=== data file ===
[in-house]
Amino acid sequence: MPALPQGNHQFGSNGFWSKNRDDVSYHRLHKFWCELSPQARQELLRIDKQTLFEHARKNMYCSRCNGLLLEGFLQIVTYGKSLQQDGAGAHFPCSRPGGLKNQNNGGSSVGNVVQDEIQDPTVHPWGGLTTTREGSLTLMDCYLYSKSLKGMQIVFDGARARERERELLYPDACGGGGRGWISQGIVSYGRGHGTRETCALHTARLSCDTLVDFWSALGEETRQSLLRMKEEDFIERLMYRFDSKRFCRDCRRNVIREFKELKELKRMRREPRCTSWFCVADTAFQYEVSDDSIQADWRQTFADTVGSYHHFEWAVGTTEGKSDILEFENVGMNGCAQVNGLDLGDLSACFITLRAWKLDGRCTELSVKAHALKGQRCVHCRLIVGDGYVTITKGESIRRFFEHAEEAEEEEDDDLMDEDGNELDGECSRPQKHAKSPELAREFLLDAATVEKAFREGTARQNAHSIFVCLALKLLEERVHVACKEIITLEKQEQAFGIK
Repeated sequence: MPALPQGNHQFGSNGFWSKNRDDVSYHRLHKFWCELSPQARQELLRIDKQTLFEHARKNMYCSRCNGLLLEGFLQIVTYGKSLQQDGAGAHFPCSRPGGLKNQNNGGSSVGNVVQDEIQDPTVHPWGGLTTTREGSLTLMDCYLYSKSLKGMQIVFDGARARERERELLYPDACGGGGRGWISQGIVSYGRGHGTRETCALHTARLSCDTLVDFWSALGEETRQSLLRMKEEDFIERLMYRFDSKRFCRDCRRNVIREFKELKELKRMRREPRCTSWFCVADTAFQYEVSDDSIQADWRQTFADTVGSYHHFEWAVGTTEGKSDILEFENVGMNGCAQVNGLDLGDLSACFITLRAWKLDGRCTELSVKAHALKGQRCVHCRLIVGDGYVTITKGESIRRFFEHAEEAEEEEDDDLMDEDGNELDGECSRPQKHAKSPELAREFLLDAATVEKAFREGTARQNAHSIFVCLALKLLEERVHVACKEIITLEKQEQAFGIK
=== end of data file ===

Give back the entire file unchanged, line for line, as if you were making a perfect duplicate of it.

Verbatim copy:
[in-house]
Amino acid sequence: MPALPQGNHQFGSNGFWSKNRDDVSYHRLHKFWCELSPQARQELLRIDKQTLFEHARKNMYCSRCNGLLLEGFLQIVTYGKSLQQDGAGAHFPCSRPGGLKNQNNGGSSVGNVVQDEIQDPTVHPWGGLTTTREGSLTLMDCYLYSKSLKGMQIVFDGARARERERELLYPDACGGGGRGWISQGIVSYGRGHGTRETCALHTARLSCDTLVDFWSALGEETRQSLLRMKEEDFIERLMYRFDSKRFCRDCRRNVIREFKELKELKRMRREPRCTSWFCVADTAFQYEVSDDSIQADWRQTFADTVGSYHHFEWAVGTTEGKSDILEFENVGMNGCAQVNGLDLGDLSACFITLRAWKLDGRCTELSVKAHALKGQRCVHCRLIVGDGYVTITKGESIRRFFEHAEEAEEEEDDDLMDEDGNELDGECSRPQKHAKSPELAREFLLDAATVEKAFREGTARQNAHSIFVCLALKLLEERVHVACKEIITLEKQEQAFGIK
Repeated sequence: MPALPQGNHQFGSNGFWSKNRDDVSYHRLHKFWCELSPQARQELLRIDKQTLFEHARKNMYCSRCNGLLLEGFLQIVTYGKSLQQDGAGAHFPCSRPGGLKNQNNGGSSVGNVVQDEIQDPTVHPWGGLTTTREGSLTLMDCYLYSKSLKGMQIVFDGARARERERELLYPDACGGGGRGWISQGIVSYGRGHGTRETCALHTARLSCDTLVDFWSALGEETRQSLLRMKEEDFIERLMYRFDSKRFCRDCRRNVIREFKELKELKRMRREPRCTSWFCVADTAFQYEVSDDSIQADWRQTFADTVGSYHHFEWAVGTTEGKSDILEFENVGMNGCAQVNGLDLGDLSACFITLRAWKLDGRCTELSVKAHALKGQRCVHCRLIVGDGYVTITKGESIRRFFEHAEEAEEEEDDDLMDEDGNELDGECSRPQKHAKSPELAREFLLDAATVEKAFREGTARQNAHSIFVCLALKLLEERVHVACKEIITLEKQEQAFGIK